There is an old Simpsons episode where Homer and Bart, having taken on the burden of finishing a fallen long-haul trucker’s route, hit the open road only to discover that their truck – equipped with a device dubbed The Navitron Autodrive systemcould drive itself. Satirical hilarity ensued. While that episode was steeped in fiction, high-tech is playing an ever-increasing role in the world of medium duty trucks, making them safer, more reliable, and more efficient. For example, Freightliner now offers a suite of active safety technology (dubbed OnGuard and Onlane) in its M2 106 line of medium duty trucks, which provide collision mitigation and lane departure warnings. Telematics (transmitting computerized data over long distances) is also being tested by manufacturers like Isuzu. They foresee a future where a Wifi-capable truck cab will transmit an operator’s route information for the day to a telematics-driven iPad. Because they run off of GPS and data, these systems will optimize routes for efficiency.

Another perk of telematics has to do with maintaining the health of a truck. In vehicles equipped with the program, says Tabel, an OEM such as Isuzu will eventually be able to set parameters for how a sensor or computer in the vehicle should operate, before they ship it to a dealership. If anything goes awry, the system will notify the dealer and they can connect with the customer.

Not to be outdone, Freightliner’s new Detroit DD5 engine will be equipped with a built-in remote diagnostics service they call the Detroit Connect Virtual Technician. These predictive maintenance offerings can potentially save customers time and headaches by proactively addressing a small issue, before it becomes a big problem. While still in its nascent phase of medium duty truck application, Tabel says after attending a presentation on telematics, it seems that outside of five years, it will become commonplace in a medium duty truck.

The view from the captain’s chair: building better cabins for operators

For all the bells and whistles truck manufacturers continue to bring to market, enough can’t be said about simple creature comforts. By proactively reaching out to customers, OEMs are able to drill down beyond what they can offer in terms of tech, to gain from-the-captain’s-chair insights into what operators want or need. Bluetooth, Wi-Fi and touchscreens are great, but Aufdemberg says Freightliner customers also like the option of heated seats. Over at Isuzu, Tabel says customers are all about the cup holders.

Creating a safe and enjoyable experience for an operator is not confined to the cabin. As the environments in which medium duty trucks operate continue to change – urban centres grow denser, for example – the overall design of medium duty trucks will need to evolve to move within these changing spaces efficiently and effectively. Some OEMs are already working to address this future need. For example, in 2018, Isuzu will launch a new medium duty truck, the FTR, with a 50-degree wheel cut for a superior turning radius in tight situations. Couple this with their low cab-forward design, which positions the driver closer to the front of the vehicle, for a greater view of what lies immediately ahead, and you’ve got a solid one-two punch of visibility and maneuverability for urban settings.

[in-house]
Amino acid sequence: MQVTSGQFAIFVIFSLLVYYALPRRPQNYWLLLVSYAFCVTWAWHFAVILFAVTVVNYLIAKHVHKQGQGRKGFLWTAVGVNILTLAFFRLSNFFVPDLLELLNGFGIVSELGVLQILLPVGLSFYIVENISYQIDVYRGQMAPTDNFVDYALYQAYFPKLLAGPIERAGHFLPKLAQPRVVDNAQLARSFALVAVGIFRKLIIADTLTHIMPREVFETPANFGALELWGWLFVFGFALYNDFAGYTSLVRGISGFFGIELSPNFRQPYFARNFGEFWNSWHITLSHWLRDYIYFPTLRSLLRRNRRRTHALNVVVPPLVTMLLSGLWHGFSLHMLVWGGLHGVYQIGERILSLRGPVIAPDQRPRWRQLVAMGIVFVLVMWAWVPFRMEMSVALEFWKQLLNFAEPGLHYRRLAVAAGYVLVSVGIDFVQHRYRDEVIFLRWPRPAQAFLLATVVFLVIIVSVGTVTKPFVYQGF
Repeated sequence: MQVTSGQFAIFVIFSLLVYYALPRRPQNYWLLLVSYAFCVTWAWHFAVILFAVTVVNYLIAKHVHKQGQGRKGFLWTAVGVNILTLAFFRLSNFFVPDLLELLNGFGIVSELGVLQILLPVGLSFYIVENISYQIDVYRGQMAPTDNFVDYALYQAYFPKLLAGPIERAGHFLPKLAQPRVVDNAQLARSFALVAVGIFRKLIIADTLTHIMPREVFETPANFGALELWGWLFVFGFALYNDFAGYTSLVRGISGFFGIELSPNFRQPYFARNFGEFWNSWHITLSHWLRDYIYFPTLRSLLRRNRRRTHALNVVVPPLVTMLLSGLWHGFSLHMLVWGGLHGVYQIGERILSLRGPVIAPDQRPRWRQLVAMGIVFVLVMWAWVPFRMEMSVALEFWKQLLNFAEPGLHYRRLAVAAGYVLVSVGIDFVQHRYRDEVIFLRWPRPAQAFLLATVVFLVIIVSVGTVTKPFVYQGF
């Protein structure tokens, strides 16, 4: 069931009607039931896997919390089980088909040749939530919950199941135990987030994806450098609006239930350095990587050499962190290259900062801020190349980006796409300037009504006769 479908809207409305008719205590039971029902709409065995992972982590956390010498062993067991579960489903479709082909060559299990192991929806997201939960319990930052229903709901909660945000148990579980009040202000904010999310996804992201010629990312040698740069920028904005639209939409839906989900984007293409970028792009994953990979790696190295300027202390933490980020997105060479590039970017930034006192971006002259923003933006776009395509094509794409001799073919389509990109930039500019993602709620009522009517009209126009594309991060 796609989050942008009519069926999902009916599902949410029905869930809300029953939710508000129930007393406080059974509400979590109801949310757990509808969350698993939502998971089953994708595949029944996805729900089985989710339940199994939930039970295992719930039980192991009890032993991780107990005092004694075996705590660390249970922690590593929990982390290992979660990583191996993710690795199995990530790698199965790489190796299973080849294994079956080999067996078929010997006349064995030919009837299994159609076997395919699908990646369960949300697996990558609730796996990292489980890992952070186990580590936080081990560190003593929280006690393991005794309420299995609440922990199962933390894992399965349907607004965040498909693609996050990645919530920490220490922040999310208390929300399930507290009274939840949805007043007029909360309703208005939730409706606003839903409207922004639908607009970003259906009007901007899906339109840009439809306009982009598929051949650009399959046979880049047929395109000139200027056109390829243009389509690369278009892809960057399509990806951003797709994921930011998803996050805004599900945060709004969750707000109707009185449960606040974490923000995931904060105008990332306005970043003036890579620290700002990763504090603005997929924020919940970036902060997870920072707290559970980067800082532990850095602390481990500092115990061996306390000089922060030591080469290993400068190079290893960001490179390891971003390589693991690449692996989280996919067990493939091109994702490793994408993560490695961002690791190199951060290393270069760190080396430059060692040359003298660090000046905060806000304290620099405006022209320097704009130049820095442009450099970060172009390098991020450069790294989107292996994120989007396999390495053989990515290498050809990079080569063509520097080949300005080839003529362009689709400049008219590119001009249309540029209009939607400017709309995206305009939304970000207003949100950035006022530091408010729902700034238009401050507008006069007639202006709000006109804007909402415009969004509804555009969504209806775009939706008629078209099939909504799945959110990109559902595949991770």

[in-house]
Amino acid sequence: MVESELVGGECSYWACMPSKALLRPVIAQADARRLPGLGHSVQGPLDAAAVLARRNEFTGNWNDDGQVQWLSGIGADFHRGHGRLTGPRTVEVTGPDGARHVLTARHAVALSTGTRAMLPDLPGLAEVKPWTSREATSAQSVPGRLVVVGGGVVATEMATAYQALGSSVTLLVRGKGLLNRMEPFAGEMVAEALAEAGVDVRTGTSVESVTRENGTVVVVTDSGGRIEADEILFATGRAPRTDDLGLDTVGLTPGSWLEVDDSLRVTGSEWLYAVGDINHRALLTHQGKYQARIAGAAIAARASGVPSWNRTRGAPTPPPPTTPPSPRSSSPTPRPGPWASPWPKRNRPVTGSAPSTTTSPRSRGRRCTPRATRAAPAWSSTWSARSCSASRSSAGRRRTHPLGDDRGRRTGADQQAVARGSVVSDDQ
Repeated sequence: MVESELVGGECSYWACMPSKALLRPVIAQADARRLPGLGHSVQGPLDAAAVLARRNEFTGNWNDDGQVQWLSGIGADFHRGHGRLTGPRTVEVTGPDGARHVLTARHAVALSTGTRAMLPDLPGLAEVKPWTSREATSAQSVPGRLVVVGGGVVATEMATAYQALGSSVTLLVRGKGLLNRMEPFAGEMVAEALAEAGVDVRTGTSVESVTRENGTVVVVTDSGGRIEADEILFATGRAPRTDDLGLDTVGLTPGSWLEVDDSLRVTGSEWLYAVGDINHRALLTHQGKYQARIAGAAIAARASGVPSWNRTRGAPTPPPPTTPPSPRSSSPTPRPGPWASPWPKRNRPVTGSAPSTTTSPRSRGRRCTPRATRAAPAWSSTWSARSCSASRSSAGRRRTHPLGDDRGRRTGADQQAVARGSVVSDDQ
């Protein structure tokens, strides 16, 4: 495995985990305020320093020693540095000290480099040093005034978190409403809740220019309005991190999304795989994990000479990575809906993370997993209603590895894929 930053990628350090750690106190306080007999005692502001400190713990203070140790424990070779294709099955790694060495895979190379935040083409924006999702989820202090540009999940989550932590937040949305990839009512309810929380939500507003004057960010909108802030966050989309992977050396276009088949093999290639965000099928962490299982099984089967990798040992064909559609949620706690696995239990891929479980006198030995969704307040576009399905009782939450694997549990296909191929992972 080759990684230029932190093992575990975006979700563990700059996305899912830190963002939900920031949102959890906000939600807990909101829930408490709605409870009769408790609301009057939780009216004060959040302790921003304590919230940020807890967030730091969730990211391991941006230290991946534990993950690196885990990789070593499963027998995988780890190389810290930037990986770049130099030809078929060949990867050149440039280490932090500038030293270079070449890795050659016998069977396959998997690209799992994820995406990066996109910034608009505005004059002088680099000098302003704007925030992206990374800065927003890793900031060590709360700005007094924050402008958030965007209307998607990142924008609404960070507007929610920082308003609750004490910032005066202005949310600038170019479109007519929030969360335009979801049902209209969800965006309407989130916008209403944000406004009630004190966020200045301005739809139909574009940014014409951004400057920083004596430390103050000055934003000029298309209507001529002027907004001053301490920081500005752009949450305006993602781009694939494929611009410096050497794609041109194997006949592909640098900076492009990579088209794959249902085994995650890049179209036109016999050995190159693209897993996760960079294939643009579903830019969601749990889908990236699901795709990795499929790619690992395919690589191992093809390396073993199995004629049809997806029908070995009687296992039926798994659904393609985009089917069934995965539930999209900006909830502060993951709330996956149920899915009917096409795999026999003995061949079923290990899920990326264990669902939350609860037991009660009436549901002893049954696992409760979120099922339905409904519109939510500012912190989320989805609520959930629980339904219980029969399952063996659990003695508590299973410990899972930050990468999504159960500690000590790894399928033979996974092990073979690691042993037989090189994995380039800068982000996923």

While OEMs will continue to chase uncertainties – like pending emission standards – one thing is for certain: medium duty trucks will continue to adapt and evolve as customer demands do. The segment, which Aufdemberg says comprises about 1.7 million units across Canada and the US, is about meeting customer-specific needs and you, as the customer, have a wealth of information at your fingertips, and dealer teams at the ready to take your calls and help you create the best tool for your trade. Now, more than ever, fleet managers looking for the best medium duty truck purchase are sitting squarely in the driver’s seat.

 Liftgates – The ultimate add-on for medium duty trucks

Revered for our intelligence, human beings nevertheless fall far short of other creatures in the animal kingdom when it comes to our ability to lift. That is why we leveraged our superior brains to discover hydraulics, and then applied it to myriad applications, like the liftgate. Today, liftgates are a ubiquitous feature on most medium duty trucks spec’d for cargo-hauling duty, and for good reason: they can move cargo loads that weigh anywhere from 1,000 to 8,000 lbs (the latter being equivalent to lifting two Porsche Panameras). And while their principal duty remains unchanged, the liftgate itself continues to evolve, much like the medium duty trucks on which it rides, in an effort to provide customers reliability, durability and value. Here’s how:

Few components on a medium duty truck see the same level of abuse as the liftgate. They get run over by pallet jacks, scraped into loading docks, rained on, snowed on, and so on. All this physical wear and tear breaks down its protective coating of paint, exposing the steel beneath to corrosion. With the expected life of today’s medium duty truck having grown from five to seven, to about 11 years, the life cycle of liftgates was falling short. According to Kurt Walker, director of marketing and sales at Anthony Liftgates, they were one of the first manufacturers to tackle this issue with innovative solutions like hot dip galvanizing their lift gates, or offering superior corrosion-resistant materials like stainless steel or aluminum.

Much like the trucks on which they ride, Walker says liftgates have also evolved from a few sizes fit most, to truly customized offerings, tailor-built for customers. “Our options have quadrupled over the past 10-15 years,” says Walker. But while liftgate manufacturers will build pretty much anything a client wants; Walker insists that the customer’s best place to start is by identifying what they need. To start, they need to identify what type of cargo they will lift, and whether it will require unique liftgate add-ons, like stop plates to keep wheeled-loads from moving. But most important, says Walker, is knowing the number of times a day a liftgate will be used.

“A handful of cycles, especially downward loaded, in a day is typically an acceptable burden on the truck’s standard electrical system,” he says. “Some applications call for 30 or more, which may require the addition of auxiliary electricals such as standalone batteries or a secondary charge system.”